Pettitte strong through 5.2 as Matsui wins MVP
On a 3-2 pitch to Shane Victorino, Joe Buck kept the theatrics to a minimum. “To the second baseman, Cano,” he said. “The Yankees are back on top. World Champions for the 27th time.”
At Blondie’s on the Upper West Side, where Chris Meloni had joined us a few innings into the game, we were less composed. As Victorino’s ground ball bounced toward Robinson Cano, we leaped, we high-fived and we hugged as Cano fielded and flipped to Mark Teixeira for the 27th out of the New York Yankees’ 27th World Championship.
For Yankee fans, it was, in Yankee years, a long time coming. The Yanks last won the World Series in 2000 when Bill Clinton was the president, when Michael Bloomberg was just some rich guy, when the St. Louis Rams were the Super Bowl Champions, when Mark Teixeira and CC Sabathia were both in the minors, when Derek Jeter was 26 years old.
From the second inning on, this was the Yanks’ game. More specifically, it was Hideki Matsui’s. After a quick first inning from the Yanks and two strong innings from Andy Pettitte, A-Rod walked, and Matsui came to the plate. The soon-to-be free agent worked the count full against Pedro Martinez and then launched a shot into the right field seats for his third home run of the World Series. The Yanks had a 2-0 lead, and they wouldn’t look back.
A Carlos Ruiz triple with one out and a Jimmy Rollins sac fly would cut the Yanks’ lead to one, but the Yanks would go back at it. After a Derek Jeter single, a Johnny Damon walk and a Mark Teixeira hit-by-pitch would load the bases, Alex Rodriguez struck out looking on a pitch in the left-handed batter’s box. Then, Matsui would again be the hero. He drove a two-run single into center field, and the Yanks had their 4-1 lead.
Two innings later, with Chad Durbin in for Pedro Martinez, the Yanks struck again. Mark Teixeira singled home Derek Jeter, and against lefty J.A. Happ, Matsui drove in both Teixeira and A-Rod. It was 7-1 Yanks, and Hideki had six RBis.
In the sixth, Pettite ran into a spot of trouble. He walked Chase Utley — one of five base on balls for the evening — and Ryan Howard broke out of his World Series slump for one at bat to power the ball just over Jerry Hairston into the left field seats. The Phillies had cut the Yanks’ lead to 7-3, but that would be all the baseball gods wrote for the scoring.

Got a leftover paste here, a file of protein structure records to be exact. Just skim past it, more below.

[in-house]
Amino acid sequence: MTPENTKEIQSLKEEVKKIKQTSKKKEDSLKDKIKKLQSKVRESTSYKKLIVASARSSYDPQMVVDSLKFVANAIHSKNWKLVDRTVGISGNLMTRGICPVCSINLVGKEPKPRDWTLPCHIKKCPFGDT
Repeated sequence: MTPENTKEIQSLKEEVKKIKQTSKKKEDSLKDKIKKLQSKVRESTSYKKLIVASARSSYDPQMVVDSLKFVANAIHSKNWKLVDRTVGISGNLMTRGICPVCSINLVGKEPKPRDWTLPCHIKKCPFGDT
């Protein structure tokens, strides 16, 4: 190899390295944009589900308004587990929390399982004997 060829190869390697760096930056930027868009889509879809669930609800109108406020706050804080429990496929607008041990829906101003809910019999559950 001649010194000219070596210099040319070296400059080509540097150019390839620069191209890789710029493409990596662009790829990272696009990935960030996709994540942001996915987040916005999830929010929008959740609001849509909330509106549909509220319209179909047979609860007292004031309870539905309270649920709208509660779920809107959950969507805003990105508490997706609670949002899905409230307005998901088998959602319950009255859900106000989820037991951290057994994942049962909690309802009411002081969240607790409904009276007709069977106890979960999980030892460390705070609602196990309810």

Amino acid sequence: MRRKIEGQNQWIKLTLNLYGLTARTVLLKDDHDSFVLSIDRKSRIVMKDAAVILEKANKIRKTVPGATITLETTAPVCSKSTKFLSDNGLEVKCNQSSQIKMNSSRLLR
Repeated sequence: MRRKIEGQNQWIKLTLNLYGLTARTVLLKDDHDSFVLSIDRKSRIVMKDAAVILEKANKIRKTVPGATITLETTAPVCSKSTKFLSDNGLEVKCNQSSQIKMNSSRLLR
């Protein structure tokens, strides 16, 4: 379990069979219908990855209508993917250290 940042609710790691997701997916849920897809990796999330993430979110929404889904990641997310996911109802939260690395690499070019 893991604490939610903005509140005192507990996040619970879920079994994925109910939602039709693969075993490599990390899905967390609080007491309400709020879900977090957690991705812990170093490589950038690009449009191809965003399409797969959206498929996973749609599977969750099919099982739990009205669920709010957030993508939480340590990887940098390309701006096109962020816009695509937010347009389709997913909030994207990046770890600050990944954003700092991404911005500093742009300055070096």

Joba Chamberlain replaced Andy Pettitte with two outs in the 6th and got Pedro Feliz to ground out. Joba would give up two base runners in the 7th but got two outs. With two on and two out in the 7th, Damaso Marte got the ball and was flat-out masterful. He struck out Chase Utley on a check swing to end the inning. In the 8th, Marte struck out Ryan Howard for Howard’s World Series record setting K, and it became Mariano time.
Last night, Mariano needed to get five outs with a four-run lead. He had to nail down out 23, 24, 25, 26 and 27, and although we waited for him to do so in 2001, eight years later, he did. Jayson Werth struck out for out 23, and although Raul Ibañez doubled, Pedro Feliz fouled out to Jorge for 24.
In the 9th, we stood up and cheered. Matt Stairs lined out to Derek for out 25. Carlos Ruiz, that pain in the neck all series, walked, and Jimmy Rollins — the same Jimmy Rollins who predicted a five-game Phillies win — flew out to Nick Swisher for number 26. Victorino grounded out, and the Yankees were World Series champions once again.
For the old guard, for Jorge and Derek and Andy and Mariano, this was ring number five. Pettitte completed his superfecta with a win in the AL East clincher, the ALDS clincher, the ALCS clincher and the World Series clincher. Mariano ended another title, and Derek got a hit in his final at-bat. Jorge called a great game, coaxing 5.2 innings out of Pettitte. The Yankees were on top once again.
The parade is tomorrow at 11 a.m., and for now, we’ll bask in that glow of World Series Championship Number 27. How sweet it is.